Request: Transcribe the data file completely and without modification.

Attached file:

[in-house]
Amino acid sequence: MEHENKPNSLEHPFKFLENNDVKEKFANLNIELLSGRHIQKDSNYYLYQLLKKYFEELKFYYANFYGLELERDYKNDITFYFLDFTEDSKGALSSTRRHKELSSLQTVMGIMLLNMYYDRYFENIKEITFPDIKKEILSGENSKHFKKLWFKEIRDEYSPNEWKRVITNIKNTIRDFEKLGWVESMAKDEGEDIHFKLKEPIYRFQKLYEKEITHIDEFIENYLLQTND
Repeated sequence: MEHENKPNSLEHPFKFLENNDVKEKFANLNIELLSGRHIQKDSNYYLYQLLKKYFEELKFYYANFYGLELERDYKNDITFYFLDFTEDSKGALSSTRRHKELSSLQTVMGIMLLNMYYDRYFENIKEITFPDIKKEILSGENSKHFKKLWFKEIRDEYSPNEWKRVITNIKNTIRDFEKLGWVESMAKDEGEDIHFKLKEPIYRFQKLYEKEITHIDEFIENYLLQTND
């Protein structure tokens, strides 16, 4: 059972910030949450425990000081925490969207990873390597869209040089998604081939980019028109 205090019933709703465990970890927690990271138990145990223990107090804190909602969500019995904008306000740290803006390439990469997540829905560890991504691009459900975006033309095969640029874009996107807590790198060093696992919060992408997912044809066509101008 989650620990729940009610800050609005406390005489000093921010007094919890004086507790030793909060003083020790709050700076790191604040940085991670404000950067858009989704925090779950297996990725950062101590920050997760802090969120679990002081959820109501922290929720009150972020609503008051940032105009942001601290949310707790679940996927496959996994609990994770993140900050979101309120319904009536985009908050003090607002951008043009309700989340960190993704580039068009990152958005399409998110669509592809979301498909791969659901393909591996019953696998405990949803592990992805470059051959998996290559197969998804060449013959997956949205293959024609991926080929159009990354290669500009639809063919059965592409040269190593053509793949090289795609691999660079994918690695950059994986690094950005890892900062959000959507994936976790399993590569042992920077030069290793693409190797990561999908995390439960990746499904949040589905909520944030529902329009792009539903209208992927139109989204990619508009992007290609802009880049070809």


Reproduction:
[in-house]
Amino acid sequence: MEHENKPNSLEHPFKFLENNDVKEKFANLNIELLSGRHIQKDSNYYLYQLLKKYFEELKFYYANFYGLELERDYKNDITFYFLDFTEDSKGALSSTRRHKELSSLQTVMGIMLLNMYYDRYFENIKEITFPDIKKEILSGENSKHFKKLWFKEIRDEYSPNEWKRVITNIKNTIRDFEKLGWVESMAKDEGEDIHFKLKEPIYRFQKLYEKEITHIDEFIENYLLQTND
Repeated sequence: MEHENKPNSLEHPFKFLENNDVKEKFANLNIELLSGRHIQKDSNYYLYQLLKKYFEELKFYYANFYGLELERDYKNDITFYFLDFTEDSKGALSSTRRHKELSSLQTVMGIMLLNMYYDRYFENIKEITFPDIKKEILSGENSKHFKKLWFKEIRDEYSPNEWKRVITNIKNTIRDFEKLGWVESMAKDEGEDIHFKLKEPIYRFQKLYEKEITHIDEFIENYLLQTND
């Protein structure tokens, strides 16, 4: 059972910030949450425990000081925490969207990873390597869209040089998604081939980019028109 205090019933709703465990970890927690990271138990145990223990107090804190909602969500019995904008306000740290803006390439990469997540829905560890991504691009459900975006033309095969640029874009996107807590790198060093696992919060992408997912044809066509101008 989650620990729940009610800050609005406390005489000093921010007094919890004086507790030793909060003083020790709050700076790191604040940085991670404000950067858009989704925090779950297996990725950062101590920050997760802090969120679990002081959820109501922290929720009150972020609503008051940032105009942001601290949310707790679940996927496959996994609990994770993140900050979101309120319904009536985009908050003090607002951008043009309700989340960190993704580039068009990152958005399409998110669509592809979301498909791969659901393909591996019953696998405990949803592990992805470059051959998996290559197969998804060449013959997956949205293959024609991926080929159009990354290669500009639809063919059965592409040269190593053509793949090289795609691999660079994918690695950059994986690094950005890892900062959000959507994936976790399993590569042992920077030069290793693409190797990561999908995390439960990746499904949040589905909520944030529902329009792009539903209208992927139109989204990619508009992007290609802009880049070809």